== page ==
Obama's Fuzzy Math
A trillion here, a trillion there . . .
Apr 6, 2009, Vol. 14, No. 28 • By STEPHEN MOORE
In his press conference last Tuesday, Barack Obama said that America must reject the "borrow and spend" policies of the past in favor of a strategy of "save and invest." Sounds good. So why is Obama proposing to borrow and spend more than any president in the history of the republic? Already in the first 45 days of his administration, the federal government has authorized more debt spending than Ronald Reagan did in eight years in office.
Then last week the Democrats' own Congressional Budget Office found that the ten-year deficits of the Obama plan will be about $2.3 trillion higher than the $6.97 trillion the White House is projecting. This is the policy of the party that was swept back into power in 2006 and 2008 promising a return to an era of fiscal responsibility.
Welcome to the Obama doctrine. It is built on the high stakes economic gamble that the public and the bond markets will tolerate trillions of dollars of borrowing to pay for massive expansions in government spending on popular income transfer programs. The corollary to this doctrine is that the left will create a political imperative to jack up tax rates to pay for higher spending commitments made today.
But the news on the red ink front is much worse than the president or even the CBO's budget report suggests. If all of Obama's "transformational" policy objectives--from global warming taxes to universal health care to doubling the Department of Energy's budget--are enacted, the debt is likely to increase from about 40 percent of GDP today to close to 100 percent of GDP by 2018. The ten-year debt is likely to be at least $6 trillion higher--or more than one-half trillion of higher deficits a year from now until forever--than the Obama budget projects.
These are uncharted levels of debt for the United States--though not for such high-flying nations as Argentina, Bolivia, and Mexico. This hemorrhaging of U.S. government debt will be happening at precisely the time when, in a rational world, the government would be running surpluses, in anticipation of the retirement of some 80 million baby boomers who will soon collect multiple trillions of dollars of government benefits from Medicare and Social Security.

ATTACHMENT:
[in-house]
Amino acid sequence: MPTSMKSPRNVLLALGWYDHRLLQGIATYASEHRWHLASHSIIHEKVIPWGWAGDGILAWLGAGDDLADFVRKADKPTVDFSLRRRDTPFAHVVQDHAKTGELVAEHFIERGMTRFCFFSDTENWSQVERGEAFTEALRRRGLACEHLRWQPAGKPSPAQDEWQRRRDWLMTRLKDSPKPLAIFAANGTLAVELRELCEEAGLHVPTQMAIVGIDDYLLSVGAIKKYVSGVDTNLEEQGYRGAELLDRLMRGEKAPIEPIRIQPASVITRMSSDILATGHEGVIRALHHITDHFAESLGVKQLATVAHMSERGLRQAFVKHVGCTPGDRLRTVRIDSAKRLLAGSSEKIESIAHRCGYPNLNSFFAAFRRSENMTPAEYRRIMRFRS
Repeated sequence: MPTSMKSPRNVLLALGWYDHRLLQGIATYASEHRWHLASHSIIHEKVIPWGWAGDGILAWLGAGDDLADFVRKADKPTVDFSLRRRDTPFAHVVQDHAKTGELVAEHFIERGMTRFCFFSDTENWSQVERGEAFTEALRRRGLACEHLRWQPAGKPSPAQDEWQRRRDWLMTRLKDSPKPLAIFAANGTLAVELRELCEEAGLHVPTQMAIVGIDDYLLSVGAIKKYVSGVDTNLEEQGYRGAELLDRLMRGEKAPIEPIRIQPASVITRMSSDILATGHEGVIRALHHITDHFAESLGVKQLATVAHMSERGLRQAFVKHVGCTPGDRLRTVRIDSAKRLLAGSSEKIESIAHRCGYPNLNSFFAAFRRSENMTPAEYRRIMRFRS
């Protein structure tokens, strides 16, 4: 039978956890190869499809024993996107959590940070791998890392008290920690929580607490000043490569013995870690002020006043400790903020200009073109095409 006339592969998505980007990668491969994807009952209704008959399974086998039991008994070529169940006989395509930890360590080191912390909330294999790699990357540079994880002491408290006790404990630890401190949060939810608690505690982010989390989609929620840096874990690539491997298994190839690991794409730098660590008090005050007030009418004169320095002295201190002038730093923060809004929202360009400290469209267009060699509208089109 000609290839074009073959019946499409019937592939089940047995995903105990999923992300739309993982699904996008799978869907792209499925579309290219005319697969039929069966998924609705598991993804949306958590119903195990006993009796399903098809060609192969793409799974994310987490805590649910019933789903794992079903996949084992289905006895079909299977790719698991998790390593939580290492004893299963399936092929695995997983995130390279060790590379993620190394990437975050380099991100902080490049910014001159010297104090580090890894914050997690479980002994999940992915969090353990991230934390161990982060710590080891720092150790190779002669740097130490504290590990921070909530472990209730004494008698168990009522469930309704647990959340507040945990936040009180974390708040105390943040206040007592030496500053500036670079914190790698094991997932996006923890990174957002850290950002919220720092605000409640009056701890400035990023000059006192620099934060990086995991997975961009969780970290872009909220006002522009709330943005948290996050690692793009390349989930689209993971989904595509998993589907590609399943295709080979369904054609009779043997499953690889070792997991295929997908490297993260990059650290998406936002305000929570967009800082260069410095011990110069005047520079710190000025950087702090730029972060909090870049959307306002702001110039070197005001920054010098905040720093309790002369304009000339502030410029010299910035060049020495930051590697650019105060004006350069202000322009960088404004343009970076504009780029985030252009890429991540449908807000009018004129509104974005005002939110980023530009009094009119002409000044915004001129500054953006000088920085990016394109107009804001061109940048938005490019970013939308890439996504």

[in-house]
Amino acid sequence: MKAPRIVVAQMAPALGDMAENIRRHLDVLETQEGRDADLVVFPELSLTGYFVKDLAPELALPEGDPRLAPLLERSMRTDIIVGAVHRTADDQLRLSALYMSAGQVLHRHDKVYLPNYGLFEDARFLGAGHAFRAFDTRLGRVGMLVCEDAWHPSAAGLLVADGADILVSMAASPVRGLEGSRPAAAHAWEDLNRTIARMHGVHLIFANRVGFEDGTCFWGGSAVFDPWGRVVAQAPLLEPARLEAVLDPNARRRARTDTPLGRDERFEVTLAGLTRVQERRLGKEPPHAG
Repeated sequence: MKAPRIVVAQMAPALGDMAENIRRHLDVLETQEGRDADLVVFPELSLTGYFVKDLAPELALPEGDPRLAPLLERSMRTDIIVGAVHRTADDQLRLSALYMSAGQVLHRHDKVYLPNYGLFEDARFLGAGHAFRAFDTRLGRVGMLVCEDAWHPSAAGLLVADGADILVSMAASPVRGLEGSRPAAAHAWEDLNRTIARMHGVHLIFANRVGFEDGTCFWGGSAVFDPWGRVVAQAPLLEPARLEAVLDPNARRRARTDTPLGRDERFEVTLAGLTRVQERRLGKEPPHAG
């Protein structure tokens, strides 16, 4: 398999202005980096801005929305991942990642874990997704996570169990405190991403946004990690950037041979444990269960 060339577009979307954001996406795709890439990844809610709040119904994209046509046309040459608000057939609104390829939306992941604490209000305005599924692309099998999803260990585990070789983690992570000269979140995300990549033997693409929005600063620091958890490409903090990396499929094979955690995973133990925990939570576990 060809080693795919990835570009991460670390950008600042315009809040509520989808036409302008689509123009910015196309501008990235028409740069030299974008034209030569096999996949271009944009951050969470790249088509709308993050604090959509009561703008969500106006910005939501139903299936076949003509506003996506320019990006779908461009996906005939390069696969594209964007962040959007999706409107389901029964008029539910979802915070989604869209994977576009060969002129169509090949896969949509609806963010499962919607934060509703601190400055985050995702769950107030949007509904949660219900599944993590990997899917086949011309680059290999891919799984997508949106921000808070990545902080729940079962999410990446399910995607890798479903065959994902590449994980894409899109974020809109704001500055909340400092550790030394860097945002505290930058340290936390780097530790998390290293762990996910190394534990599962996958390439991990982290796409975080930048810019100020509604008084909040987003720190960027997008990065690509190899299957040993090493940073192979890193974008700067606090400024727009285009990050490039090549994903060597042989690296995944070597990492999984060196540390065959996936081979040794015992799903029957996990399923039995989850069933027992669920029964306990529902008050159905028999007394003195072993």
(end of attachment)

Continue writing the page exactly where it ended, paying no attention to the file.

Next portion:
There are three ways that the Obama administration is understating the spending and debt levels embedded in the president's budget policies.
First, Obama uses highly optimistic assumptions on how fast the economy is going to grow and how many jobs are going to be created over the next five years. I've worked in a presidential budget office before. Believe me: If you manipulate the economic assumptions on unemployment and GDP growth, you can make the budget deficit in the future be whatever you want it to be. You can even, as Obama claims to do, magically cut a deficit in half without cutting a single program. From 2010-13, the head of the OMB, Peter Orszag, predicts that the U.S. economy will grow at a 4 percent annual pace, when the blue chip-economic forecast is closer to 2.7 percent. Of the 51 blue chip-economic forecasters, the OMB's forecast is more optimistic than all but two.
Liberals used to lampoon Ronald Reagan's budgets--sometimes with merit--for relying on a "rosy economic scenario," but even the Gipper's sunny optimism never led to economic predictions that departed so radically from independent forecasts. It turns out that about 75 percent of the celebrated halving of the deficit that Obama claims in his budget is purely a result of an irrationally exuberant economic model that almost no one believes is very likely. The Republicans on the Senate Budget Committee recalculated the OMB budget deficit assuming the average blue chip-economic forecast. It found that the Obama deficit will be $2.2 trillion higher over ten years.
Next is the hard-to-swallow assumption in the budget that all of the new spending in the $800 billion democratic "stimulus" bill that Obama signed in February will expire after 2011. "We are supposed to believe," says Paul Ryan, the ranking House Republican on the Budget Committee, that "Nancy Pelosi, Charlie Rangel, Henry Waxman, and Ted Kennedy are going to allow spending for programs ranging from education for disabled kids, to Pell Grants, to Head Start, to child nutrition programs to fall off a cliff two years from now." Not likely. When Ryan asked the Congressional Budget Office what happens if the spending for about two dozen of the most politically popular programs is continued, not cancelled, the CBO reported back that the deficit and federal outlays would be $3.27 trillion higher over the next ten years.